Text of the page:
World stock markets rallied on Thursday after the official U.S. jobs report showed a strong increase in hiring in the world’s largest economy.
Employers added 288,000 jobs in June, much more than the 215,000 analysts were expecting, and previous months’ figures were revised up. The unemployment rate fell to 6.1 percent, a near six-year low.
The data shows that after a poor start to the year, the U.S. economy is picking up steam. That could persuade the Federal Reserve to tighten its monetary policy sooner, but traders didn’t seem concerned by the prospect.
"The U.S. labor market shifted gears in the second quarter," said Harm Bandholz, economist at UniCredit Research.
In Europe, Germany’s DAX rose 1.2 percent to close at 10,029.43 while France’s CAC-40 rose 1 percent to 4,489.88. Britain’s FTSE 100 gained 0.7 percent to 6,865.21.
On Wall Street, the Dow traded above 17,000 for the first time, gaining 0.6 percent to 17,068.04. The S&P 500 also hit a record, rising 0.5 percent to 1,984.48.
Sentiment was further supported by the European Central Bank’s reiteration that it stands ready to provide more stimulus to the economy, should it be required. For now, the bank will carry on with its recently announced measures to boost credit to businesses.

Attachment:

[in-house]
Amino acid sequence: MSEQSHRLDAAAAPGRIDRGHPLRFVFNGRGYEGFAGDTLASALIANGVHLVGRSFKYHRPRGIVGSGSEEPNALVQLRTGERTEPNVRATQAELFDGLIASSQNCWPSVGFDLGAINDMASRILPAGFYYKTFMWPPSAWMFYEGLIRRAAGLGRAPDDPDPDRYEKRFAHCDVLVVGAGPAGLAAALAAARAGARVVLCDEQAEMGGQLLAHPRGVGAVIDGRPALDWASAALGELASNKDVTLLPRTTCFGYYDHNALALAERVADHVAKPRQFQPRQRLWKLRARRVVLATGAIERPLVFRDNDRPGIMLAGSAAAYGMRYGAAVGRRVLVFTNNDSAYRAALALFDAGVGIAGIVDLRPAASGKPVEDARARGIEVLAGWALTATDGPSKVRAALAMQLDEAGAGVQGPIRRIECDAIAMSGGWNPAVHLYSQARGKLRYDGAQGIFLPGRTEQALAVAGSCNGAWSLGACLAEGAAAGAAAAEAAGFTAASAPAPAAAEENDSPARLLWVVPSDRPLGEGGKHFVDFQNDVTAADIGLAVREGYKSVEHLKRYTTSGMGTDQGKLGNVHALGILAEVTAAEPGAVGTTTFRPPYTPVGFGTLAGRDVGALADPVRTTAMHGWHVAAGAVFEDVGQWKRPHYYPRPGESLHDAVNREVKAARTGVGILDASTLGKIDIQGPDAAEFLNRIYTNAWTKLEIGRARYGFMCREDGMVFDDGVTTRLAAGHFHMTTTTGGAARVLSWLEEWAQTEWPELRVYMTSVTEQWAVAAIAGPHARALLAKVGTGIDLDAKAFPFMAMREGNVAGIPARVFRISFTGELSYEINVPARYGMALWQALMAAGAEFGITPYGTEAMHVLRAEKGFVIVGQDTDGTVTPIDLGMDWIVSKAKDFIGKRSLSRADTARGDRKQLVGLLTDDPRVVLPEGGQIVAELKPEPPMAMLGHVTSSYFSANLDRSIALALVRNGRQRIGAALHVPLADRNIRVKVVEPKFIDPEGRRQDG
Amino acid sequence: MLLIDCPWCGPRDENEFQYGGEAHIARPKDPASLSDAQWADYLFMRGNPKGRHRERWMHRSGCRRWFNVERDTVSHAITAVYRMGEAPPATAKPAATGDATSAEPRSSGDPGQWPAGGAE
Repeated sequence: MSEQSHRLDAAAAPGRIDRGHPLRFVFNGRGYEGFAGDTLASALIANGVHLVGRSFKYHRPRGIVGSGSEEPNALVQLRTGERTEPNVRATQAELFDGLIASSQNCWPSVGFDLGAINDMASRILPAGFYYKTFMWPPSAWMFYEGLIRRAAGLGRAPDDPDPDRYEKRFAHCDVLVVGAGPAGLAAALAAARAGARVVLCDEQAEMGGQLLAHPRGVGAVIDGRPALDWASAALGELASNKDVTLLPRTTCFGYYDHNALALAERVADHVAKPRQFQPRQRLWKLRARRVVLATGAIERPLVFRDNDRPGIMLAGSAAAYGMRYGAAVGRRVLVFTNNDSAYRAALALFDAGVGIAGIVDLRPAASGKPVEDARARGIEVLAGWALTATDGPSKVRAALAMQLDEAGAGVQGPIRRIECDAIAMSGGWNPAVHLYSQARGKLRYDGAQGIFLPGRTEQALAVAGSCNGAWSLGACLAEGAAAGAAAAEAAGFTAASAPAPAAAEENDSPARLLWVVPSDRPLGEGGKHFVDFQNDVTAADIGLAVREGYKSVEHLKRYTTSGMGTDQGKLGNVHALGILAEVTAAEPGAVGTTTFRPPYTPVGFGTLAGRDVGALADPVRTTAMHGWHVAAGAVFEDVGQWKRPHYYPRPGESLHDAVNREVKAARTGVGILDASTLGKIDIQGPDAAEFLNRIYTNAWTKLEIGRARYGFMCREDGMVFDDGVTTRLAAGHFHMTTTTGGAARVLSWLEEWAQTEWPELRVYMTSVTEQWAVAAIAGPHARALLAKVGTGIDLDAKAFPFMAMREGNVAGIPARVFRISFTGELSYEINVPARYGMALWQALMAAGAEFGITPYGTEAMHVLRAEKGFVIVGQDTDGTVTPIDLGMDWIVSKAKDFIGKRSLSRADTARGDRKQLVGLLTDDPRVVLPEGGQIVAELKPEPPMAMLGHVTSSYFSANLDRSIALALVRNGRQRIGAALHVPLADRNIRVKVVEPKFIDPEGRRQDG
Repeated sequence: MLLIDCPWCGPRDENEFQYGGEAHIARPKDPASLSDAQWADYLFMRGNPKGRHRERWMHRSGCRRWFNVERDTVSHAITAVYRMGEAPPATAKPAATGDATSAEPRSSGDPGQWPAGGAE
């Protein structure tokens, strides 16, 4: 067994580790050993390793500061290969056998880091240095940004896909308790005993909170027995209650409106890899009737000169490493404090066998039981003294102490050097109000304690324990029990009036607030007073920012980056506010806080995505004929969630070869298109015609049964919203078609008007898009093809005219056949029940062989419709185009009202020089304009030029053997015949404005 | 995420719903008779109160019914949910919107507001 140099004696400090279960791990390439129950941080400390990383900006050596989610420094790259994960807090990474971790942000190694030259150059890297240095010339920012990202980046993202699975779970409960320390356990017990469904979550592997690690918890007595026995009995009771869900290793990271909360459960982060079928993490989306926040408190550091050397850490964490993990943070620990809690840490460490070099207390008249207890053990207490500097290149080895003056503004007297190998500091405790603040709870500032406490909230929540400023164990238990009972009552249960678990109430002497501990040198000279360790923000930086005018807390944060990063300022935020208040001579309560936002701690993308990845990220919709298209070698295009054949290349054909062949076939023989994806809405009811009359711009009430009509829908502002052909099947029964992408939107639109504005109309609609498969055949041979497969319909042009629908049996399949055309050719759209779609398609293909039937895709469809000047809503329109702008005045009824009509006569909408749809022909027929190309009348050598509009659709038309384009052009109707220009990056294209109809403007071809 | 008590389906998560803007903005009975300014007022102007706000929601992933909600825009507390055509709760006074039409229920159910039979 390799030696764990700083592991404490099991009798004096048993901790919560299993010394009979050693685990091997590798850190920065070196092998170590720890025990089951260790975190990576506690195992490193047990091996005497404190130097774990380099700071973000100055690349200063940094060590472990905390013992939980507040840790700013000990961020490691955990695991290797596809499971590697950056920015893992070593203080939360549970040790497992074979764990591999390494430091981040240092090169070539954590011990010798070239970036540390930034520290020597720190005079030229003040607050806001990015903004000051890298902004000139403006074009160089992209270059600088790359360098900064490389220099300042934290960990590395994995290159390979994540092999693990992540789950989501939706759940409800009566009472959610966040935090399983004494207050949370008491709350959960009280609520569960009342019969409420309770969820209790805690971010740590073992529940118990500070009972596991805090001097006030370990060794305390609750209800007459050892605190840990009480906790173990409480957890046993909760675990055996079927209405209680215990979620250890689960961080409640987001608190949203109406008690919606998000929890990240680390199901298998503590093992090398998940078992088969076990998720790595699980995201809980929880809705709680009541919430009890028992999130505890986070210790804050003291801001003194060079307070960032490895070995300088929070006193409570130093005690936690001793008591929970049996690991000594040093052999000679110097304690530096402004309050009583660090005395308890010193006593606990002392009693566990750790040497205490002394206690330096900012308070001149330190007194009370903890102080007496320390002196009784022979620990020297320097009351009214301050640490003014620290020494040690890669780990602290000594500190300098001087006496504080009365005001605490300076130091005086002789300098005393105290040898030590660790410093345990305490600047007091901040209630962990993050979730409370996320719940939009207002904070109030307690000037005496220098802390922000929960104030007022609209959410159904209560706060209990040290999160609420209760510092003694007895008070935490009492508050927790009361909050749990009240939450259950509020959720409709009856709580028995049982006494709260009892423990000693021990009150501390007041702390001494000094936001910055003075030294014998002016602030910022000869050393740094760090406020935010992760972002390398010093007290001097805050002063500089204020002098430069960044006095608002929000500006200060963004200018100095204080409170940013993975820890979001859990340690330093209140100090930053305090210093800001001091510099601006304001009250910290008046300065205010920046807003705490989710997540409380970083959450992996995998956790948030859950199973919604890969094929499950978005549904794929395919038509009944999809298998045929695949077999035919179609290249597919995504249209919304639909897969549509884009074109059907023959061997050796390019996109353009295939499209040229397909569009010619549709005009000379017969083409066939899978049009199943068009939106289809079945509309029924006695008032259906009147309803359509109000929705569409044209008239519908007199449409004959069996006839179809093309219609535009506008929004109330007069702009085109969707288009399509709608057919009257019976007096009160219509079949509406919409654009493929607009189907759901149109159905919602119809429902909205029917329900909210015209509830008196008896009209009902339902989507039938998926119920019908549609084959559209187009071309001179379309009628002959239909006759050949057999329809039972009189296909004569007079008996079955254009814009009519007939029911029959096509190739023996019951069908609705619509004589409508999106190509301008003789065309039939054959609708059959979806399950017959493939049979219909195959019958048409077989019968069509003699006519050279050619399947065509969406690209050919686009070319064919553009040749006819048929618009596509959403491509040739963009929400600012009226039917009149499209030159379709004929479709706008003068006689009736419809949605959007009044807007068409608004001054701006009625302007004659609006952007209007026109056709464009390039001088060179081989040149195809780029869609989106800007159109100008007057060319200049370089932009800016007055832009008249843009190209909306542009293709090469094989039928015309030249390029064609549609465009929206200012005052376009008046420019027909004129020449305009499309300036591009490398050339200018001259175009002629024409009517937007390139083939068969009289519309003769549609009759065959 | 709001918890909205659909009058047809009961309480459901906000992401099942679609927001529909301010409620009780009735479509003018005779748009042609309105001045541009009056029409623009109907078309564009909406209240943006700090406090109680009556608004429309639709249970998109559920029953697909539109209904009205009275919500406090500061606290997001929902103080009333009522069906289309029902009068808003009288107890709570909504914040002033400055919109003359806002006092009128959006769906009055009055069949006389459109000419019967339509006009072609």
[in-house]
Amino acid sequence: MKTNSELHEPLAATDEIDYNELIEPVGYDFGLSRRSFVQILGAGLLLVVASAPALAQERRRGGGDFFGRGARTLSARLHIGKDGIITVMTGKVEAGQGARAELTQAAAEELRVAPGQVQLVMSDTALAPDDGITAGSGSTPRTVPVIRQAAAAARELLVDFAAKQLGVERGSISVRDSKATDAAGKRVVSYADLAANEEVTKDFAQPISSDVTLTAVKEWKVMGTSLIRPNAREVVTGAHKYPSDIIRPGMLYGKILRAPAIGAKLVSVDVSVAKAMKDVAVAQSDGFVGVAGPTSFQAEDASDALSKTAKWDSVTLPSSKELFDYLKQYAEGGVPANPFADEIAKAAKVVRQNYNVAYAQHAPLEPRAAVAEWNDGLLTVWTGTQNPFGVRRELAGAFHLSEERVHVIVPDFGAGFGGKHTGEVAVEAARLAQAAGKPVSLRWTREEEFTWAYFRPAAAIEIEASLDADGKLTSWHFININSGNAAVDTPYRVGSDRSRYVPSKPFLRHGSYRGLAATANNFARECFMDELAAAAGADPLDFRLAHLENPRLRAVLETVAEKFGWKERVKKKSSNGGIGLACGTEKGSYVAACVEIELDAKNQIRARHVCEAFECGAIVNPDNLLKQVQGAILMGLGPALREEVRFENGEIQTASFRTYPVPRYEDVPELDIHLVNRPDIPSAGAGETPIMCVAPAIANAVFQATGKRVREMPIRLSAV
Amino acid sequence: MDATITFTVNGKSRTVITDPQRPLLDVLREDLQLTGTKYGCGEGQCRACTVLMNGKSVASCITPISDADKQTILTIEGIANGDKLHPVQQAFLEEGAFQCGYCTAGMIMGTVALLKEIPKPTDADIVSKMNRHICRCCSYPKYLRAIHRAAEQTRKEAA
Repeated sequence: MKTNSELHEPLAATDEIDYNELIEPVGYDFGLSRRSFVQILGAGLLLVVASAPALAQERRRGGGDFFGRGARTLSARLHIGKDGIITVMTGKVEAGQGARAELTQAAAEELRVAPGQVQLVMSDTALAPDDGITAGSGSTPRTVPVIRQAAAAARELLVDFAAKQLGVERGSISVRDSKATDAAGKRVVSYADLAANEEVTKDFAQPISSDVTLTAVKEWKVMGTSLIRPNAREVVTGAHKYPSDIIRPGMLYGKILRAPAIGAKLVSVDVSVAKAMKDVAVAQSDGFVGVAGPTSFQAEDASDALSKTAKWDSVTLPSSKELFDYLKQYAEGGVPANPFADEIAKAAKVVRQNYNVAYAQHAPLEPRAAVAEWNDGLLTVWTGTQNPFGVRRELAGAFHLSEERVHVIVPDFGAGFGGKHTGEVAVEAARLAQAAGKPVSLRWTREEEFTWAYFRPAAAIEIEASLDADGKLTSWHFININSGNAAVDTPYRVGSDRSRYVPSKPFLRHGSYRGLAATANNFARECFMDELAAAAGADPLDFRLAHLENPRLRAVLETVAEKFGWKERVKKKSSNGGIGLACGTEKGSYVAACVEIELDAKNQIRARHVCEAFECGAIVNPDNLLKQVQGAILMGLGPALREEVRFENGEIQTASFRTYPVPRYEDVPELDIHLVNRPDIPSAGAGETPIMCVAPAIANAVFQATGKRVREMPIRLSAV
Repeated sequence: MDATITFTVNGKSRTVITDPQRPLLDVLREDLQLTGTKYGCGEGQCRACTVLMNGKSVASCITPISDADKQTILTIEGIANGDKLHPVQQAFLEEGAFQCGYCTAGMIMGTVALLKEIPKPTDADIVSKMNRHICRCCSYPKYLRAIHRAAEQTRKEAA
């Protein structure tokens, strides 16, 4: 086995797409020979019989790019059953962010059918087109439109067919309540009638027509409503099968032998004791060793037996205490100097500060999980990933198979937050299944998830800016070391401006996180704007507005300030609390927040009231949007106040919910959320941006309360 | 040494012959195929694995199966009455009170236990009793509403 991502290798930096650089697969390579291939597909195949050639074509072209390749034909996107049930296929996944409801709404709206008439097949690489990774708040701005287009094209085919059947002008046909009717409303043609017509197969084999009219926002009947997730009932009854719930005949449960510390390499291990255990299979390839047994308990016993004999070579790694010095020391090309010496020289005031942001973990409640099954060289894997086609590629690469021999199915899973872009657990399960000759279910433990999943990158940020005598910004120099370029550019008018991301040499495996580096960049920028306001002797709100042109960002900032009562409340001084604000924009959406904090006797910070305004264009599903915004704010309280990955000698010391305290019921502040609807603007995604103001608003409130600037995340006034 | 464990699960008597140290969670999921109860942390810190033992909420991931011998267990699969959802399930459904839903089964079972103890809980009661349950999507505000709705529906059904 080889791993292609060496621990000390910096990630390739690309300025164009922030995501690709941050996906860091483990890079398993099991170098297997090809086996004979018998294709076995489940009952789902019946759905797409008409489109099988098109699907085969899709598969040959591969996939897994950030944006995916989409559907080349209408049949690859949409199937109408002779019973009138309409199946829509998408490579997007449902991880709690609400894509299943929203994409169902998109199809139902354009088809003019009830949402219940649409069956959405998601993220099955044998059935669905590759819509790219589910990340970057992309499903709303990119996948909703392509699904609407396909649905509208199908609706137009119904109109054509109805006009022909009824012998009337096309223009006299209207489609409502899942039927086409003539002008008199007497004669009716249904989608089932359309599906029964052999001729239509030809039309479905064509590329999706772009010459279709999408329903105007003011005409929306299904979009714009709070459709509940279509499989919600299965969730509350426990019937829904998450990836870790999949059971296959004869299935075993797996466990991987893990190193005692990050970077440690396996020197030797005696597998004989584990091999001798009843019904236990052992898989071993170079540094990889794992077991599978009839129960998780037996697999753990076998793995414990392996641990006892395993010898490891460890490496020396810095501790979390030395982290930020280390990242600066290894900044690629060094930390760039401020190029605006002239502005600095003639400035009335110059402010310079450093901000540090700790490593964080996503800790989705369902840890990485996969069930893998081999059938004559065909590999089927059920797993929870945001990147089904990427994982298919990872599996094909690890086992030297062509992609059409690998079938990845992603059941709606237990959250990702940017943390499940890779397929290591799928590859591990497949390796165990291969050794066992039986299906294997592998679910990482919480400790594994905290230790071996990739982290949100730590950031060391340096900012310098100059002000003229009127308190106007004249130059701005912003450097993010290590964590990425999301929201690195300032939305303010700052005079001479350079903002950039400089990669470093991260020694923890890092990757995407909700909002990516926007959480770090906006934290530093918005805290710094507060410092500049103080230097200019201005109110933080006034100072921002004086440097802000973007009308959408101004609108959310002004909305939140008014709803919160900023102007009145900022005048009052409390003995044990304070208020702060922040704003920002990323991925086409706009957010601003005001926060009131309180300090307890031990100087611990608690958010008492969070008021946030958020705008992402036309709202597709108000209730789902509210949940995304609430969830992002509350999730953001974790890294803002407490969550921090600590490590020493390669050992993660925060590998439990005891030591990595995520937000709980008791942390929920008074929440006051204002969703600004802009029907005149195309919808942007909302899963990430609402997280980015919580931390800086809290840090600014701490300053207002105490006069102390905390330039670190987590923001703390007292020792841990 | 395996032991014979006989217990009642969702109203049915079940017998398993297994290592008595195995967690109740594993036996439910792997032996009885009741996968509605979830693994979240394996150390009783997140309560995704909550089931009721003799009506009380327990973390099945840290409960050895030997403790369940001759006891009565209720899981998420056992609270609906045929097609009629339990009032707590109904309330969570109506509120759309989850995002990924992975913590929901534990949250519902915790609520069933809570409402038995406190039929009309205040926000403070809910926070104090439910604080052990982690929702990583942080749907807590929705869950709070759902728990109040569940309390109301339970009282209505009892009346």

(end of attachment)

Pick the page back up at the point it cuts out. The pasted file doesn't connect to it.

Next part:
Earlier, in Asia, the Nikkei 225 index in Tokyo closed 0.1 percent lower at 15,348.29 and Hong Kong’s Hang Seng inched down 0.1 percent to 25,531.44. South Korea’s Kospi shed 0.2 percent to 2,010.97.
The Taiex in Taiwan gained 0.4 percent and China’s Shanghai Composite edged up 0.2 percent.
In India, the Bombay Stock Exchange halted all trading early Thursday due to a network outage. It resumed trading three hours after the glitch was fixed and by mid-afternoon was up by 0.1 percent to 25,860.99.
In energy markets, the price of crude oil dropped 73 cents to $103.75 per barrel in electronic trading on the New York Mercantile Exchange. The contract fell 86 cents to $104.48 on Wednesday.
The euro dropped to $1.3609 from $1.3657 late Wednesday. The dollar rose to 102.19 yen from 101.79 yen on expectations the Fed might tighten policy sooner than expected.
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